News Intelligence Analysis
When we're the evildoers in Iraq
Abuses by the U.S. military have left a dirty stain on the reputation of this nation -- another cost of an immoral foreign policy.
By Robert Scheer
May 5, 2004 | President Bush is again refusing to take responsibility for any of the horrors happening on his watch. This time it is the abuse of Iraqi prisoners carried out by low-ranking military police working under the direct guidance of military intelligence officers and shadowy civilian mercenaries. Our president launched this war with the promise to the Iraqi people of "no more torture chambers and rape rooms. The tyrant will soon be gone." What went wrong?
The president has called the now exposed pattern of violence an isolated crime performed by "a few people." Yet the Pentagon's own investigation of the incident shows that not only was the entire Abu Ghraib prison out of control, but it was also the MPs' immediate military superiors who "directly or indirectly" authorized "sadistic, blatant and wanton criminal abuses" of the prisoners as a way to break them in advance of formal interrogations.
"Military intelligence interrogators and other U.S. government agency interrogators actively requested that MP guards set physical and mental conditions for favorable interrogation of witnesses," says the report. The report, completed in March and kept secret until it was revealed on the New Yorker Web site on Friday, also stated that a civilian contractor employed by a Virginia company called CACI "clearly knew his instructions" to the MPs called for physical abuse.
Furthermore, in a statement released Friday, Amnesty International reported that in its extensive investigations into human rights in post-invasion Iraq, it "has received frequent reports of torture or other ill treatment by coalition forces during the past year," including during interrogations, and that "virtually none of the allegations of torture or ill treatment has been adequately investigated by the authorities."
Recall that a key excuse for the U.S. invasion was to ensure the safety of Iraqi scientists and others in the know so that they might feel free to reveal the location of weapons of mass destruction or evidence of Saddam Hussein's potential ties to al-Qaida. Shockingly, some of those scientists are now in coalition prisons, even though the weapons clearly don't exist.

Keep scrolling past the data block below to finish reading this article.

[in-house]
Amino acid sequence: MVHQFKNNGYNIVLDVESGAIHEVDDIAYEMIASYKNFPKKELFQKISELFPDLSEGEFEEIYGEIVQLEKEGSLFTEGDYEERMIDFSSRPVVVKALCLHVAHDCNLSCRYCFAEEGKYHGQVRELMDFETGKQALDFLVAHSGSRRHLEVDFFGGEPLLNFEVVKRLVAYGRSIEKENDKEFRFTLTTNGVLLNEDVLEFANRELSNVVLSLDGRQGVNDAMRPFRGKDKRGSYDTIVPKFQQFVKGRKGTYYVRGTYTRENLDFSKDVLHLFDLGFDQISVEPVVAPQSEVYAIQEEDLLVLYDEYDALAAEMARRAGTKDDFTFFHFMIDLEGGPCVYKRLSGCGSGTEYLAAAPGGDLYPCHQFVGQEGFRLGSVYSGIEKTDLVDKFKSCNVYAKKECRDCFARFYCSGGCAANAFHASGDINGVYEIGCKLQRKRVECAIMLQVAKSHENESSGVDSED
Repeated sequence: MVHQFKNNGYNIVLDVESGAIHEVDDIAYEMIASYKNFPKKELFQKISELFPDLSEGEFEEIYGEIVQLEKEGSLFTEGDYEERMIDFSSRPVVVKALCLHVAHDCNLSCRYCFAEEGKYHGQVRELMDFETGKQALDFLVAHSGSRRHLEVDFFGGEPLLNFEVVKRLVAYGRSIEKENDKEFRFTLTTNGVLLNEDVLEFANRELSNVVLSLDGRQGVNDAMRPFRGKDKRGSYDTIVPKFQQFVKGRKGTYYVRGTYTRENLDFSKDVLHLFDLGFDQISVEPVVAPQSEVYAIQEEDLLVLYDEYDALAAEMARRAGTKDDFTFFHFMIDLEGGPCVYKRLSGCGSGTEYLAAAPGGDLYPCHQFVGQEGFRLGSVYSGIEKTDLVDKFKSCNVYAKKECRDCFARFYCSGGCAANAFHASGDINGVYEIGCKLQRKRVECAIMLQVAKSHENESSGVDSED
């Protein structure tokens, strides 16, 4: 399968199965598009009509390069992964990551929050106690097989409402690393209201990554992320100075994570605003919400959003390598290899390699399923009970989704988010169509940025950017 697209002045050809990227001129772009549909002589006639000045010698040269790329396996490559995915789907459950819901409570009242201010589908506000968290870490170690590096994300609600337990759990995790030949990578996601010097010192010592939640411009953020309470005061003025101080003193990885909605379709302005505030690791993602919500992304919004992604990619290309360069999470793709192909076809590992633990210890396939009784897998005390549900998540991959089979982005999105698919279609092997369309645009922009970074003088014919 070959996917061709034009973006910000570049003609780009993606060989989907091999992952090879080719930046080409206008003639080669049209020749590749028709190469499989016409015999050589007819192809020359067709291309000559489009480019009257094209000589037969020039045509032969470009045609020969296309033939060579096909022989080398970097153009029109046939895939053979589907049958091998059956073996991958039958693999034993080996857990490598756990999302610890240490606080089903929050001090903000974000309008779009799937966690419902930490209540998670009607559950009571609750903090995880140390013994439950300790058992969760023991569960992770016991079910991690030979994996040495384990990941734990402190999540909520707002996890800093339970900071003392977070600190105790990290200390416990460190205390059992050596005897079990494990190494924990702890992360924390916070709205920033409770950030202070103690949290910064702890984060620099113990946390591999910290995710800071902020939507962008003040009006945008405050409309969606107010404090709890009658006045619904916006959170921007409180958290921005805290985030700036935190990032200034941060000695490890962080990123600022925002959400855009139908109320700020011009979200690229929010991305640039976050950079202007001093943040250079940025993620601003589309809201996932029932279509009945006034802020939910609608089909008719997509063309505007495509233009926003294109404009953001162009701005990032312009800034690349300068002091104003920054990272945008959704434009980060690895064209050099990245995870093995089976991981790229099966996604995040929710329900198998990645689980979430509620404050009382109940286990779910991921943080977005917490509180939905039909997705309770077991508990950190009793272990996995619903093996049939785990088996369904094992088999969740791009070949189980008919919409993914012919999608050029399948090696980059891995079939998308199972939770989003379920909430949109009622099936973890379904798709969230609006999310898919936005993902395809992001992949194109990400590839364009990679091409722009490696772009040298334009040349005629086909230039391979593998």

In this context, of course, it makes sense that U.S. interrogators would feel enormous pressure to use any means necessary to verify the absurd claims made so aggressively by the president and his Cabinet before the war. Far from the jurisdiction of the U.S. legal system, they apparently felt quite free to approve techniques clearly banned by war crimes statutes.
Yet, astonishingly, weeks after the Pentagon's own damning internal report on the torture at Abu Ghraib, and several days after CBS's "60 Minutes II" broke open the story worldwide by showing those horrific photos, Defense Secretary Donald H. Rumsfeld still had not been briefed on the report, a spokesman said Sunday. Similarly, the chairman of the Joint Chiefs of Staff, Gen. Richard B. Myers, admitted Sunday that he hadn't yet bothered to read the 53-page report filed by Army Maj. Gen. Antonio M. Taguba, even though he had successfully requested that CBS delay its "inflammatory" broadcast. This shows far more concern for public relations than for finding out the truth.
How could it be that the top officials responsible for the military were not themselves interested in keeping abreast of the investigation -- even after the story had exploded into a global scandal? After all, an ambitious promise to bring democracy and the rule of law to Iraq became the ex post facto rationale for the invasion, once it became clear that the earlier claims of weapons of mass destruction and Saddam's ties to al-Qaida were a fraud.
So it should have been a clear and high priority to make certain that Iraqi prisoners incarcerated in Saddam's most infamous prison did not receive the same brand of "justice" the dictator had been doling out for decades. That they did is now a deep and dirty stain on the reputation of this nation.
Yes, it's great that we are still worlds away from being Nazi Germany, Stalinist Russia or Saddam's Iraq. We are a free society in which, it is hoped, truth eventually comes out, and thanks to what seems to be one brave whistle-blowing soldier and a responsible officer to whom he reported the torture, these crimes have come to light. Those are the acts of true heroes, and we should be proud of them.
Yet, before we go overboard in celebrating our virtues, let's admit that Americans too can be "evildoers," especially when we embrace, as the president consistently has done, the terribly dangerous idea that the ends justify the means.
The ultimate cost of a foreign policy based on blatant lies, and one that equates military might with what is right, is that the brute in all of us will not inevitably lie dormant.
About the writer
Robert Scheer is a syndicated columnist.
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